Feminism, Sexuality, and Politics: Essays

By Estelle B. Freedman | Go to book overview

4 | Small Group Pedagogy | Consciousness
Raising in Conservative Times

This essay applies some of the historical lessons about feminism to teaching. Long
before the consciousness-raising groups of second-wave feminism, women relied on
personal networks and separate organizations to support the work of transforming
society. In teaching “Introduction to Feminist Studies,” I sought to have the students,
both male and female, rely on each other's insights in small self-reflective groups. Over
the years since I began to assign small groups, national politics have become even
more conservative, but students enter this class with less fear of feminism than in
the past. They also increasingly have adopted the multiple identities associated with
postmodern, queer, and third-wave feminist politics. Lesbianism, however, remains a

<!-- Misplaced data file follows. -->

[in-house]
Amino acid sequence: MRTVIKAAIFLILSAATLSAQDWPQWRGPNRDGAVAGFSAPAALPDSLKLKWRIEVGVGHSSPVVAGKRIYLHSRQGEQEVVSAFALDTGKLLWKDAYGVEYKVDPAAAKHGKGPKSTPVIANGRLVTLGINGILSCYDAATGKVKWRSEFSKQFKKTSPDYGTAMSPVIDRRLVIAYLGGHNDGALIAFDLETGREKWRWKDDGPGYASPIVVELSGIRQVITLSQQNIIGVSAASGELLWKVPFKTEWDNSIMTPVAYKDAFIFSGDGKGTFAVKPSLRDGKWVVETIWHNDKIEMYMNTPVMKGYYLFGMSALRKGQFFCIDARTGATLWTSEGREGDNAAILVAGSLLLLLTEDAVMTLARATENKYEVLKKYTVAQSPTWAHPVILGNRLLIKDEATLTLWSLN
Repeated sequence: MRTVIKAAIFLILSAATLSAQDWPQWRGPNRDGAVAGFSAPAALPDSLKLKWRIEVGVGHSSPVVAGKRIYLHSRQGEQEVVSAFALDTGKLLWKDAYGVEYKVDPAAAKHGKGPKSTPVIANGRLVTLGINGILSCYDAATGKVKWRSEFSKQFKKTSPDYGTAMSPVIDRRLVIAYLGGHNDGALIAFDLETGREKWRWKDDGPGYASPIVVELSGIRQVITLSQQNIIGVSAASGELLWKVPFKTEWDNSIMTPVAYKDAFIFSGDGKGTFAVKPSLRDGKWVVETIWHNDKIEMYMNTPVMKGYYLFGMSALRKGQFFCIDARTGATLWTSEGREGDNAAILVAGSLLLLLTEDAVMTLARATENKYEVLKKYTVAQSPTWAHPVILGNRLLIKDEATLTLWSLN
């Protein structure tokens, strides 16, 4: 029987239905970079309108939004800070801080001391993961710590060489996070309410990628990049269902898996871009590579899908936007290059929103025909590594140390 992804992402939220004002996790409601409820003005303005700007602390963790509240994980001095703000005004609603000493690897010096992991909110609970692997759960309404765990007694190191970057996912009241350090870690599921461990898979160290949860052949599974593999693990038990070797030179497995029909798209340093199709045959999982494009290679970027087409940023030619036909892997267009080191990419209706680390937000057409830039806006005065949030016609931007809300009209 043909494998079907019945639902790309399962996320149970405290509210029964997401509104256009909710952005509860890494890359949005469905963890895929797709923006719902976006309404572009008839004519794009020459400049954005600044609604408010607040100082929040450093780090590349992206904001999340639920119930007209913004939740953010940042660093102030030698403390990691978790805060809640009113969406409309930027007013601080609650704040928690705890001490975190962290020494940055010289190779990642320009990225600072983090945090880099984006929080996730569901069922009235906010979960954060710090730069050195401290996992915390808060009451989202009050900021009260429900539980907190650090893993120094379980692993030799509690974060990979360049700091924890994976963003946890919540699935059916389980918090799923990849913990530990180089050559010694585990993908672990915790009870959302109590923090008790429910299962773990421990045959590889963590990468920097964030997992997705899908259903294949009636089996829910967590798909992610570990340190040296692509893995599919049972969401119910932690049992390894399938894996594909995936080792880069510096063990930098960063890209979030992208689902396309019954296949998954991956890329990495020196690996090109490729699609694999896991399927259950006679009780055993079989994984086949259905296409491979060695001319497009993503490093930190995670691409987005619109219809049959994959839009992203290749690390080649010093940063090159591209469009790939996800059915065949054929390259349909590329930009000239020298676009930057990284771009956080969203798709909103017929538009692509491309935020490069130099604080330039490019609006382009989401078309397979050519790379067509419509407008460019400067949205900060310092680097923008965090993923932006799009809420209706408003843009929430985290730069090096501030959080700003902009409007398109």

tense subject for many of them.

IN THE FALL OF 1988, I began teaching the introductory course in the Feminist Studies Program at Stanford University. “Introduction to Feminist Studies: Issues and Methods” (FS 101) had grown from a small discussion class to a medium-sized lecture course with separate section meetings for sixty-six students. The subject matter ranged from the origins of sexual inequality and the history of feminism to contemporary paid and unpaid labor, race and feminism, reproductive rights and sexuality, and violence against women. Because many of these topics raise both emotional and political sensitivities, I felt that FS 101 required a forum in which students could discuss their personal reactions to classroom learning. Even more than the U.S. women's history classes I had taught previously, “Introduction to Feminist Studies” permitted, and indeed necessitated, the integration of the personal and the academic.1

In preparing the course, I wondered how I might use consciousness raising (c.r.) in the classroom to achieve this end and whether my 1970s experience of c.r. would work with the more conservative students of the late 1980s.

Previously published as Estelle B. Freedman, “Small Group Pedagogy: Consciousness
Raising in Conservative Times,” NWSA Journal 2, no. 4 (Autumn 1990): 603–23. Re-
printed by permission of Indiana University Press.

-67-

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